"Yeah, right!" you scoff. But just hear me out. I am definitely no FlyLady, but I am beginning to see the light as far as cleaning goes. I don't hate cleaning, but like many people, I don't want to do more of it than I have to. That is why I came up with this list, to organize my thoughts, live up to my desire to Live Simply, and perhaps even help someone else in the process. Here are the lessons I have learned so far:
- Remove your shoes. People from cultures all around the world (even Nordic ones) remove their shoes before entering their homes, both out or respect and for hygienic purposes. I agree on both counts. If you're not used to it, just give it a try (and reward yourself and your family with some comfy, feel-good slippers!). A simple idea, but it really makes a difference in keeping a house clean(er).
- Determine the most important tasks. Do you really need to dust your cabinet of knickknacks once a week or vacuum behind the couch? Or even keep the bathroom mirror looking spotless? The answer is no. The truth is, while you might notice if your paperweights are not sparkling, only a few tasks are actually noticed by others. In my experience these are: A vacuumed carpet, a clean bathroom, an uncluttered kitchen/dining room table, and dust-free computers and work surfaces. Choose whatever is important to you, and relevant to your home.
- Do a little every day/week. Once you've chosen the important tasks, do each of them once to twice a week, depending on your needs. There will also be some tasks that will only need to be done once a month or less, so schedule these accordingly (see below).
- Set a time limit. Let's face it, there are already many daily tasks besides the those mentioned above. These may include (depending on your priorities) making the bed, cleaning the kitchen, cleaning up after pets, and just tidying up. That means that adding any other task could eat up more of your free time if you're not careful. Discovering this, I decided to set a time limit. If I am vacuuming the carpet and my timer for 10 minutes goes off, I turn off the vacuum and put it away- whether or not the whole carpet is vacuumed. So what if I missed a spot? I'll take care of it next time. Of course, setting a limit also depends on the size of your home- so see what works for you. Bonus: Working against the clock has helped me clean more efficiently, and tackle areas that need the most attention first. As they say, the rest is gravy.
- Be realistic. Know when when you are least likely to clean. For example, your busiest weekday or when you're trying to relax on the weekend. The world won't fall apart if you declare one day when there shall be no housework. In fact- it might make your world even better!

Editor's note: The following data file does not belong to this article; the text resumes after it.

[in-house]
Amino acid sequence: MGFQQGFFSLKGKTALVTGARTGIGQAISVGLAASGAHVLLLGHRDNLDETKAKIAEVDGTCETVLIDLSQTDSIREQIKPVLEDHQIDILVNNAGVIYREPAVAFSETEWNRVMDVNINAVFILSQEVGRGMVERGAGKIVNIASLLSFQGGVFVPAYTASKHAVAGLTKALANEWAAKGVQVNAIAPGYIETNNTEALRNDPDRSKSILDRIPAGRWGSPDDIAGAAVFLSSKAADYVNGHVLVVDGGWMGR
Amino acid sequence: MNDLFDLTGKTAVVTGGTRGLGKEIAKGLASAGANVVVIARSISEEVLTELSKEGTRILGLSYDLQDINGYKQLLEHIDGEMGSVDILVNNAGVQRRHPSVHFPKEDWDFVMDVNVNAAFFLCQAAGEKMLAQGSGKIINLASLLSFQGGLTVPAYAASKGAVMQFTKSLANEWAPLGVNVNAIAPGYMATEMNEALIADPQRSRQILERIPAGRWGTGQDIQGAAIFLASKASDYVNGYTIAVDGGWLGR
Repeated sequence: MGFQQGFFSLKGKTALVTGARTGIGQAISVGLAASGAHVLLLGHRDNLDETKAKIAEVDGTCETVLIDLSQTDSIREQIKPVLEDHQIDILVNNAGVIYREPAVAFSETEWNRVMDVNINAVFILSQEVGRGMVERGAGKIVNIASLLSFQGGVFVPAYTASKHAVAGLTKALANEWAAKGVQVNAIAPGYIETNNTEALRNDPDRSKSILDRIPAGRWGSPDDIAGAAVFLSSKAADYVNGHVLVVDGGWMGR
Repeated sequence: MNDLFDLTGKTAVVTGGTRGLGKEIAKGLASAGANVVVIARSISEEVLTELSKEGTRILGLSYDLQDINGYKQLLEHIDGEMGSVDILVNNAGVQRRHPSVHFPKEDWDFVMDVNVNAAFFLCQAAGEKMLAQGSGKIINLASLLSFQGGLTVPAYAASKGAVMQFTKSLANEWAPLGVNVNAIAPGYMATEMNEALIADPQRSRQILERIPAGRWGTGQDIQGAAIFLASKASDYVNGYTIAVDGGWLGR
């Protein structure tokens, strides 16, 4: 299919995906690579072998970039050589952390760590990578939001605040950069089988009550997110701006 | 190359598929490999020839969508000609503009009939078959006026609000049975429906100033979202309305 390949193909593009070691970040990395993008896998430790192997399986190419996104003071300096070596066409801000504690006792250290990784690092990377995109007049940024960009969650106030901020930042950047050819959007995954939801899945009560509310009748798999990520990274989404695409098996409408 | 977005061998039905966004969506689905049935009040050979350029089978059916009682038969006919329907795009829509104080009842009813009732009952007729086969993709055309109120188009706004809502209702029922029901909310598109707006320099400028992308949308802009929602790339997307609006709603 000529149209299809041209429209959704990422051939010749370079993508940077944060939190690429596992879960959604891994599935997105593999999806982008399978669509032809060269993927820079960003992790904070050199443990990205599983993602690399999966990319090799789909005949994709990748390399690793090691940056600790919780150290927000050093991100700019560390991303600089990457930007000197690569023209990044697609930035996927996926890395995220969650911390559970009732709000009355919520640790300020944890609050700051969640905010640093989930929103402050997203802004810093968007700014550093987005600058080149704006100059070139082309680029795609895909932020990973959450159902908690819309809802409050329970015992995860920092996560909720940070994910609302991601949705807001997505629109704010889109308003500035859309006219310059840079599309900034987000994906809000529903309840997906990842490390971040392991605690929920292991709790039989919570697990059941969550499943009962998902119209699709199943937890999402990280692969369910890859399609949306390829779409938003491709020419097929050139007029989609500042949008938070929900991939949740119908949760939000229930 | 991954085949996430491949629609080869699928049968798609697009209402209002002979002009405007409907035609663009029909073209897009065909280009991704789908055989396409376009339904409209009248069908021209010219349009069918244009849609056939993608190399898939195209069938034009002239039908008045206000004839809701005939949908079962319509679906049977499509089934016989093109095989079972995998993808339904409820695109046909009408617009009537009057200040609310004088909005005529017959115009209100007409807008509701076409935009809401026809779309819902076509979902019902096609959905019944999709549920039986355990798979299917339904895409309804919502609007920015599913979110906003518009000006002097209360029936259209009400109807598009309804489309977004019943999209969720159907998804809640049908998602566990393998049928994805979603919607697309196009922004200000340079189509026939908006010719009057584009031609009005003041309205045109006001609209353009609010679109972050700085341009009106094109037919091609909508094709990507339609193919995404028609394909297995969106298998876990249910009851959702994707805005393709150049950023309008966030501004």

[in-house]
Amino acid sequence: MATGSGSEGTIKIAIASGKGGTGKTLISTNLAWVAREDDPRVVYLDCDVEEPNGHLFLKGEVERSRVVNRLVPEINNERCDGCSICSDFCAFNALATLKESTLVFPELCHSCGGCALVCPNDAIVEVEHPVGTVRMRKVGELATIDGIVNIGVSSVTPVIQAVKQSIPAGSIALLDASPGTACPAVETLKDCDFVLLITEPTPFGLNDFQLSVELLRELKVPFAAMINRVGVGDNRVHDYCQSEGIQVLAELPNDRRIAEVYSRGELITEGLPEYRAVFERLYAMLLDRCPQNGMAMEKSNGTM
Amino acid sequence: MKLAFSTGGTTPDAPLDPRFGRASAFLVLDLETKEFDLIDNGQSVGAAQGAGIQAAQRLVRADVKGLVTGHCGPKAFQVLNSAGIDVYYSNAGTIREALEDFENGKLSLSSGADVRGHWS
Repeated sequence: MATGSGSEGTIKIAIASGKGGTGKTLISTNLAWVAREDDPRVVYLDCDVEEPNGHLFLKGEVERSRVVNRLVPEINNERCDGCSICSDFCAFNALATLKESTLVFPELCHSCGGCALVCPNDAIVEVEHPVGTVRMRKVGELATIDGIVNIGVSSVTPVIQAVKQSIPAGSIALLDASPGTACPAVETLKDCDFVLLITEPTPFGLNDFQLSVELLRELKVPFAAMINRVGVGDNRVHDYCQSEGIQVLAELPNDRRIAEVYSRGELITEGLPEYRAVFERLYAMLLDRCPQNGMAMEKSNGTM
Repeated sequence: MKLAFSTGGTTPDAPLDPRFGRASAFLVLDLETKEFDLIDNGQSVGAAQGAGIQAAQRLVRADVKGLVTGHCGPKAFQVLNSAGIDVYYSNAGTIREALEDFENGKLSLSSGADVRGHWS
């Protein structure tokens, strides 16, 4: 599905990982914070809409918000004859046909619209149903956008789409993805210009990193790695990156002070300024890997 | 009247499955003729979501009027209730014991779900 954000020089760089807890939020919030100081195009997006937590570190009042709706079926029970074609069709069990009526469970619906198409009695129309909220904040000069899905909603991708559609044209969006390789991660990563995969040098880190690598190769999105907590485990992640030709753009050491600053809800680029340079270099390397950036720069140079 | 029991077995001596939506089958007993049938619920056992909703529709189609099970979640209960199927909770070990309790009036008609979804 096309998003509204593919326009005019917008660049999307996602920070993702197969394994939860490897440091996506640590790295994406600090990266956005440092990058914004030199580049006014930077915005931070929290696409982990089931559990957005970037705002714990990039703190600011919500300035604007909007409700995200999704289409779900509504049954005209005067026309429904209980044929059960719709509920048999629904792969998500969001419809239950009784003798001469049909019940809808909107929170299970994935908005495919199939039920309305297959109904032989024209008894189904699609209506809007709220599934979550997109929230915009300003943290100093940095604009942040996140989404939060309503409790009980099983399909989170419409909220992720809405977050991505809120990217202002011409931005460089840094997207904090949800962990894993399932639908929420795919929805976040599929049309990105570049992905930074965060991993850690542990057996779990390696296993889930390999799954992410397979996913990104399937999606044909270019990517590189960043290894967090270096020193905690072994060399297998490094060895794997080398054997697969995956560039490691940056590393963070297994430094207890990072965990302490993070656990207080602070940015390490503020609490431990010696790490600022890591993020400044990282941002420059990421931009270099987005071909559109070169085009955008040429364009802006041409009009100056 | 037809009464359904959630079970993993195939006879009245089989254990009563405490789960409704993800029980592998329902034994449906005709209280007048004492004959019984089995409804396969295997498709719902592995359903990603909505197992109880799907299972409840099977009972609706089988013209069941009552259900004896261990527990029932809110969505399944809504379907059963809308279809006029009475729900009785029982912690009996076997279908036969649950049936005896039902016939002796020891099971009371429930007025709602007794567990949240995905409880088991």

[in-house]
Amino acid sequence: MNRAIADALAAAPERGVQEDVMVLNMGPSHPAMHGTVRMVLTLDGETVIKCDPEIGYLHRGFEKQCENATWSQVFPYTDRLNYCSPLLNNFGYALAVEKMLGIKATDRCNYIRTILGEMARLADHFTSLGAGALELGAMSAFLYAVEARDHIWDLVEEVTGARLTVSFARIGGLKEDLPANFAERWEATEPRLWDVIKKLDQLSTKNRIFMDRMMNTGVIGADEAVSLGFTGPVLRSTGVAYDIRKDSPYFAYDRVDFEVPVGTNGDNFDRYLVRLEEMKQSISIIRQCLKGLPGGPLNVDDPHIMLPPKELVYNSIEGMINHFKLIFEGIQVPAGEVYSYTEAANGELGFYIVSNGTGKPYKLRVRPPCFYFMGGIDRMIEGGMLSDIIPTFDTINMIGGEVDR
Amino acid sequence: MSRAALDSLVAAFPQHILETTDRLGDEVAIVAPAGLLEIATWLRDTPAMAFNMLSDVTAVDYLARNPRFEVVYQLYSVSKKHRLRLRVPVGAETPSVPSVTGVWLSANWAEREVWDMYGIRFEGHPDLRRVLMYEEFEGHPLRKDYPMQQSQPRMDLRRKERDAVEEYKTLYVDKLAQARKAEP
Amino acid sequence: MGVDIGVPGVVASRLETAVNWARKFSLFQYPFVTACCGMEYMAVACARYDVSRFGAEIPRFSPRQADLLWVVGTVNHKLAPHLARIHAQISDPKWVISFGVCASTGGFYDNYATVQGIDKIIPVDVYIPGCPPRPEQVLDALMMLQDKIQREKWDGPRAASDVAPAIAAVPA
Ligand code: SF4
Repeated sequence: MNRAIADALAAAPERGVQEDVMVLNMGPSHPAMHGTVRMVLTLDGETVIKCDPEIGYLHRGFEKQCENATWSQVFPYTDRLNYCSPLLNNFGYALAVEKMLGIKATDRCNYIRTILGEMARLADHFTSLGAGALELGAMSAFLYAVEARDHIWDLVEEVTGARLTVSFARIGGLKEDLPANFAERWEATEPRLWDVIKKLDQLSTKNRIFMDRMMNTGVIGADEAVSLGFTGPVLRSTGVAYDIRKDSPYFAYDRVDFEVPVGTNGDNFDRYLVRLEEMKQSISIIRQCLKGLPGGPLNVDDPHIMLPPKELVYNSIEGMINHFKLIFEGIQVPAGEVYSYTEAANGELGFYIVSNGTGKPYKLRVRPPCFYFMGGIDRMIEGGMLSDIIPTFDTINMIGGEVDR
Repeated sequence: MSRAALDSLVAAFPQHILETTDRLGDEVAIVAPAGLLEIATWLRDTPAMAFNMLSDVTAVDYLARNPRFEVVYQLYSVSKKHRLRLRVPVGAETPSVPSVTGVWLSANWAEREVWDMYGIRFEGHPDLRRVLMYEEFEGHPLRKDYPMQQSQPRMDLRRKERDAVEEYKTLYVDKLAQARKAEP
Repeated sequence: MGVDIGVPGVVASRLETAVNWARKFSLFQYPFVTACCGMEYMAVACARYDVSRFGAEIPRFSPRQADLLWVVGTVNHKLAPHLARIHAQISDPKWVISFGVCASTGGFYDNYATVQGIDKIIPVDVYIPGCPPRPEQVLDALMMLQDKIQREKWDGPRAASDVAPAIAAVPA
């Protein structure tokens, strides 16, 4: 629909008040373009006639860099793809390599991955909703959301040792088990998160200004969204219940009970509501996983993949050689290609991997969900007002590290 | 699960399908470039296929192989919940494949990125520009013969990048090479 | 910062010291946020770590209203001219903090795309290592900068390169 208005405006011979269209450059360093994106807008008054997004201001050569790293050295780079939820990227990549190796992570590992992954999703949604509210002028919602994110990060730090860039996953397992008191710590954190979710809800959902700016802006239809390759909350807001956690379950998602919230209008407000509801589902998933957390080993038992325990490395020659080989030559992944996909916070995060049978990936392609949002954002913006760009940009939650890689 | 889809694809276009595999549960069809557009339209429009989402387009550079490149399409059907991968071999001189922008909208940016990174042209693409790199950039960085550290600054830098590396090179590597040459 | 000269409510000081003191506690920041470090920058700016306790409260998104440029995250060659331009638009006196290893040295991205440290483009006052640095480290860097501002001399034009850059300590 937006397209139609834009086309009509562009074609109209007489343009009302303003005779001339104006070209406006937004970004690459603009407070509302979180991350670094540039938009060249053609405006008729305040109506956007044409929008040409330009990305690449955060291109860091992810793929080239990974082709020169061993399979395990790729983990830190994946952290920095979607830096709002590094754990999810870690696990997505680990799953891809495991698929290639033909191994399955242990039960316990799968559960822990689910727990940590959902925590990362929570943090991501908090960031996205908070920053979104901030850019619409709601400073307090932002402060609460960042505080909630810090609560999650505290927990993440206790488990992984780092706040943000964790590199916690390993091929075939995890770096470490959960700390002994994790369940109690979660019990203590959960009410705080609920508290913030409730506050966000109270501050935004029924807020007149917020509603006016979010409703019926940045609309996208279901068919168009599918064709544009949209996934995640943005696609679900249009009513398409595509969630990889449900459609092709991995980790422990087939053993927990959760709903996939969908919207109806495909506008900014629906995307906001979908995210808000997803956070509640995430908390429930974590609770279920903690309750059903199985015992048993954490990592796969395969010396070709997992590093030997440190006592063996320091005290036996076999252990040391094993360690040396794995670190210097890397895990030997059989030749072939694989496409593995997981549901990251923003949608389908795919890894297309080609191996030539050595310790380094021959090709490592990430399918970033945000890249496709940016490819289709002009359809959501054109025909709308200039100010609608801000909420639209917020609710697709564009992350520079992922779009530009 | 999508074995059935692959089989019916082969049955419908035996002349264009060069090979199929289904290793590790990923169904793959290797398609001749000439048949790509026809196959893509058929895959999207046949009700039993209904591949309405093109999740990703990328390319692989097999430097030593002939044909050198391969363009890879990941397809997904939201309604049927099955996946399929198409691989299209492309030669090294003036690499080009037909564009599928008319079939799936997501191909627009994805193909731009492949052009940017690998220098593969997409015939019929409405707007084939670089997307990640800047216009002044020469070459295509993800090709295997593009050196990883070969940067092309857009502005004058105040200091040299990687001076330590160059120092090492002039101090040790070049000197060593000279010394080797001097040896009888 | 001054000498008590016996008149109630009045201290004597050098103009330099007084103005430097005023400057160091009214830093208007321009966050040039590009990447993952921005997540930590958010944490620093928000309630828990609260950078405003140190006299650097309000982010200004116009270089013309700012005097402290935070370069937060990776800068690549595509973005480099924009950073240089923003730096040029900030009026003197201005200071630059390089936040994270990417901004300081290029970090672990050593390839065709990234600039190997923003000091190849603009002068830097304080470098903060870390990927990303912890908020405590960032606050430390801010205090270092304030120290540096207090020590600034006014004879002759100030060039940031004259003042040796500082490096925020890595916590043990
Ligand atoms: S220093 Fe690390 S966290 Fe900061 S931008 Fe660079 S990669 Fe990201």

- Set a schedule. Now that you have chosen what tasks are important, how long it takes to do them, and when you are most likely to get them done, schedule it out. I have used Google calendar with great success, simply by adding tasks to a weekly or monthly calendar. Even if I don't do the task exactly on the day, it gives me a guideline so that I focus just on what needs to be done- and don't waste time on what doesn't.
- Ask for help. Just because your spouse works outside the home or your kids have school doesn't mean they can't pitch in. One regret I have heard from experienced parents is that they were too nervous or impatient to let their little ones help out around the house when they first showed the initiative. I have also read that some families make chores/decluttering a fun game for the whole family. So, try something to give yourself a break- it just might work! And don't be so proud, if someone offers to give you a hand, let them, even if you know they won't do a task as well as you. Give them the privilege of helping you, and use the occasion as yet another reminder that you don't have to do it all.
- Declutter. If nothing else is a magic bullet, decluttering is. After all, you don't have to clean or take care of items that are no longer in your possession. If you don't use something and you are just spending time cleaning around it, then seriously, what good is it? Nowadays there are so many resources out there, such as Goodwill, The Salvation Army, Freecycle, Craigslist, Ebay, even recycling centers for old clothes and electronics that cannot be sold or donated, so that it is possible to get rid of unwanted items without being (or feeling) wasteful. No need to go berserk decluttering all at once, but just a little at a time will make a big difference, especially in the long-run.
- Organize logically. If you have in fact chosen to go the decluttering route, you may find that organizing what is left becomes exponentially easier. But either way, a home's organization is so tied to personal preference, I won't say much about it, except that organization should be as simple, logical, and convenient as possible.
- Be mindful. From a Buddhist perspective, cleaning is an excellent reminder of impermanence. We may wish that a room - or our whole house- will stay the way it is just after we clean it, but we know that it isn't so. In fact, if we consider entropy, or the tendency of everything towards disorder, we may even feel that the universe is against us! But if we put aside our ego we know that cleaning isn't about having the most perfect, spotless home, but simply to provide an environment for comfortable and happy living. If we can do that, we are on our way to cultivating joy in life's most mundane activities.
I hope you enjoyed this post, and that it was helpful to you in some way. As always, I welcome you to share your suggestions and personal experiences in the comments.
May all beings be happy!